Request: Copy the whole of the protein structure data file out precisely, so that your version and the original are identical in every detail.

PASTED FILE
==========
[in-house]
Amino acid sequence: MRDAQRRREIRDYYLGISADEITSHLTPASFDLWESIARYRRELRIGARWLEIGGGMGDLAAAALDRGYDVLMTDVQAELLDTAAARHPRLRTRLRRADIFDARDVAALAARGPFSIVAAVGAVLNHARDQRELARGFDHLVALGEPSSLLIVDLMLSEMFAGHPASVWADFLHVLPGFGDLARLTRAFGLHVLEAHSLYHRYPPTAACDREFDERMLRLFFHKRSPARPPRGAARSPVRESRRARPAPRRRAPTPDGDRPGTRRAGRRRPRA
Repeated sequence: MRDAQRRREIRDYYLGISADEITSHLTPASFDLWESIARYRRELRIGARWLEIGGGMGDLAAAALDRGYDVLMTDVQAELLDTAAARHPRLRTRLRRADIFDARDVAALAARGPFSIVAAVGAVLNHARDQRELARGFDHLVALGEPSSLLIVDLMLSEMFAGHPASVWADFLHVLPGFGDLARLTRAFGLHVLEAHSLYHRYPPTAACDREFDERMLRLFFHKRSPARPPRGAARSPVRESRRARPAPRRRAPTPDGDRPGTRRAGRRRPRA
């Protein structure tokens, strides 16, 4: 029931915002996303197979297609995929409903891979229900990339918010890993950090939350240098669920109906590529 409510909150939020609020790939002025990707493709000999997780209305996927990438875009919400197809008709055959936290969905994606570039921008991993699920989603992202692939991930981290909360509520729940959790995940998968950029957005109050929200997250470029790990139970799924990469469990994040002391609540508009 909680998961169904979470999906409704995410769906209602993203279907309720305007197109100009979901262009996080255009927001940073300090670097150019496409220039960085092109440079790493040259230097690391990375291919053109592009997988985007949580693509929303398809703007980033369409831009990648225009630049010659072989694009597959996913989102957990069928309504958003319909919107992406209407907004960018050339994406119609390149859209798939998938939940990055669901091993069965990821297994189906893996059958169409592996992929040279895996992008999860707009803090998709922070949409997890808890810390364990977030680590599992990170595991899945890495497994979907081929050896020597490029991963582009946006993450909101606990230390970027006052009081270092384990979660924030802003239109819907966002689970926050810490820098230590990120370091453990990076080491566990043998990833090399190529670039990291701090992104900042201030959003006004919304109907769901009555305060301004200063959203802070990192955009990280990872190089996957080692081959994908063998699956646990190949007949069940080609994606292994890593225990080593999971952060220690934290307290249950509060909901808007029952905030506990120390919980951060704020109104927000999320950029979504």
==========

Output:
[in-house]
Amino acid sequence: MRDAQRRREIRDYYLGISADEITSHLTPASFDLWESIARYRRELRIGARWLEIGGGMGDLAAAALDRGYDVLMTDVQAELLDTAAARHPRLRTRLRRADIFDARDVAALAARGPFSIVAAVGAVLNHARDQRELARGFDHLVALGEPSSLLIVDLMLSEMFAGHPASVWADFLHVLPGFGDLARLTRAFGLHVLEAHSLYHRYPPTAACDREFDERMLRLFFHKRSPARPPRGAARSPVRESRRARPAPRRRAPTPDGDRPGTRRAGRRRPRA
Repeated sequence: MRDAQRRREIRDYYLGISADEITSHLTPASFDLWESIARYRRELRIGARWLEIGGGMGDLAAAALDRGYDVLMTDVQAELLDTAAARHPRLRTRLRRADIFDARDVAALAARGPFSIVAAVGAVLNHARDQRELARGFDHLVALGEPSSLLIVDLMLSEMFAGHPASVWADFLHVLPGFGDLARLTRAFGLHVLEAHSLYHRYPPTAACDREFDERMLRLFFHKRSPARPPRGAARSPVRESRRARPAPRRRAPTPDGDRPGTRRAGRRRPRA
């Protein structure tokens, strides 16, 4: 029931915002996303197979297609995929409903891979229900990339918010890993950090939350240098669920109906590529 409510909150939020609020790939002025990707493709000999997780209305996927990438875009919400197809008709055959936290969905994606570039921008991993699920989603992202692939991930981290909360509520729940959790995940998968950029957005109050929200997250470029790990139970799924990469469990994040002391609540508009 909680998961169904979470999906409704995410769906209602993203279907309720305007197109100009979901262009996080255009927001940073300090670097150019496409220039960085092109440079790493040259230097690391990375291919053109592009997988985007949580693509929303398809703007980033369409831009990648225009630049010659072989694009597959996913989102957990069928309504958003319909919107992406209407907004960018050339994406119609390149859209798939998938939940990055669901091993069965990821297994189906893996059958169409592996992929040279895996992008999860707009803090998709922070949409997890808890810390364990977030680590599992990170595991899945890495497994979907081929050896020597490029991963582009946006993450909101606990230390970027006052009081270092384990979660924030802003239109819907966002689970926050810490820098230590990120370091453990990076080491566990043998990833090399190529670039990291701090992104900042201030959003006004919304109907769901009555305060301004200063959203802070990192955009990280990872190089996957080692081959994908063998699956646990190949007949069940080609994606292994890593225990080593999971952060220690934290307290249950509060909901808007029952905030506990120390919980951060704020109104927000999320950029979504």